7. RKO Keith’s Theatre

rko-keiths-theater-queens-nyc-untapped citiesImage via After The Final Curtain

Originally called the Keith-Albee Theatre, the RKO Keith’s Theatre opened on December 25, 1928 at 1:00 pm in Flushing, Queens. The 2,974-seat theater was designed by Thomas W. Lamb in the Spanish Baroque Revival style. Lamb was a notable theater architect who designed others around the city like the Ziegfeld and United Palace Theatres. Similar to the Loew’s 46th St. Theatre, the Keith had a ceiling painted with the atmospheric effect as a clouded, night sky. The first film it showed was a silent film starring Clara Bow, a star of the Roaring Twenties.

The Keith-Albee-Orpheum Corporation that owned the theater was acquired by the Radio Corporation of America in 1929 to become RKO Pictures. Thus, the Keith-Albee was renamed RKO Keith’s Theatre. In 1980, Keith’s lobby was landmarked in 1984, and in 1986 was sold to a developer who closed it down only a few months later for demolition.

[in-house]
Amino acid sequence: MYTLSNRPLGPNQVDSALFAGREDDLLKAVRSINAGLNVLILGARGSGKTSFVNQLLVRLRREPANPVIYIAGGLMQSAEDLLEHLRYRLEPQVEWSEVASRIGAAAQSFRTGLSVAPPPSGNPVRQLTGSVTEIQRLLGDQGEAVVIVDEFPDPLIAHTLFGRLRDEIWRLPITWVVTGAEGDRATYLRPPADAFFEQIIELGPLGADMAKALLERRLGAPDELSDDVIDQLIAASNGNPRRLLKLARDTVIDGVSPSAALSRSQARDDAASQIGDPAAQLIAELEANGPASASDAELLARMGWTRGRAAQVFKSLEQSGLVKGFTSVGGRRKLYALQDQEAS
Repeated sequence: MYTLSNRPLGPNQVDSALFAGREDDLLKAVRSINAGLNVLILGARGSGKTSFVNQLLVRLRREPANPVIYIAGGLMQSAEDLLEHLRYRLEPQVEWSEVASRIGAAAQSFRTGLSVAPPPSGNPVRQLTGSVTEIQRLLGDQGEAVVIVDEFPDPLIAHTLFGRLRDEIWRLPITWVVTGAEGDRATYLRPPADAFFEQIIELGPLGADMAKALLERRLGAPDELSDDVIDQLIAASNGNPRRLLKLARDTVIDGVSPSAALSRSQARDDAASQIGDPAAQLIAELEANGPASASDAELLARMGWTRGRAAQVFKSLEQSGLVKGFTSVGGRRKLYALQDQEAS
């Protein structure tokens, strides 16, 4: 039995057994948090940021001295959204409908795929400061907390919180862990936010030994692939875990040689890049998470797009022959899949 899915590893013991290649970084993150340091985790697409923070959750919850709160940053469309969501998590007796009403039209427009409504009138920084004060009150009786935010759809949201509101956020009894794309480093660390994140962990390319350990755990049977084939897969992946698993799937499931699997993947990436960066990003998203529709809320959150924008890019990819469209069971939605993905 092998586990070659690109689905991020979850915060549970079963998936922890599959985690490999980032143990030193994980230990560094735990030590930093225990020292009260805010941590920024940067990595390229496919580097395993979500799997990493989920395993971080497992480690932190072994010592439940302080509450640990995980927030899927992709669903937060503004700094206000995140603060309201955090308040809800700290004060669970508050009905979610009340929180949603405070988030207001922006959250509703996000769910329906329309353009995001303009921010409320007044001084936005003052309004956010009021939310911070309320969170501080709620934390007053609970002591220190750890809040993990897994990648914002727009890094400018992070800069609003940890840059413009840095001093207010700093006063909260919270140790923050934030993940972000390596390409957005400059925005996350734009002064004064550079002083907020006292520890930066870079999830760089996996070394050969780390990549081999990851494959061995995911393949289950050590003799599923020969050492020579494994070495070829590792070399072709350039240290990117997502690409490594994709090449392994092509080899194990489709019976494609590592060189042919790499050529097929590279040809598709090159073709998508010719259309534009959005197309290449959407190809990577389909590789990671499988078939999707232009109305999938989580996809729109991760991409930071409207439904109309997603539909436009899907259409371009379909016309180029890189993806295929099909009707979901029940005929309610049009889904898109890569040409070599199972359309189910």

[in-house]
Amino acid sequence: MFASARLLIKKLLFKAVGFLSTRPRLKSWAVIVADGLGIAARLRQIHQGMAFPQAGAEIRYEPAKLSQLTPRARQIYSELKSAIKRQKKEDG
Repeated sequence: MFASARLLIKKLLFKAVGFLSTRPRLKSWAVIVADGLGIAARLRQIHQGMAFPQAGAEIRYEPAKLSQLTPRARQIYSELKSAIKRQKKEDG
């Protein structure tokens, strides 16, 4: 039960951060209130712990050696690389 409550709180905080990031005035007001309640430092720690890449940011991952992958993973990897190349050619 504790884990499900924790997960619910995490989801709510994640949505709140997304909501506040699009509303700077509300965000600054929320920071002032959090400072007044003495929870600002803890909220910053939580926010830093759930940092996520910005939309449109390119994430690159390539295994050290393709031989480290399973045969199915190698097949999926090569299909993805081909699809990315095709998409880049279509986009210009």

The Flushing community was outraged that such a historic building would be torn down only to become a strip mall. Ultimately, the community prevailed and stopped the demolition in February 1987. Since then however, the Keith’s been in a state of complete disrepair. The active Facebook group, Save the Flushing RKO Keith Theater has nearly 1900 members.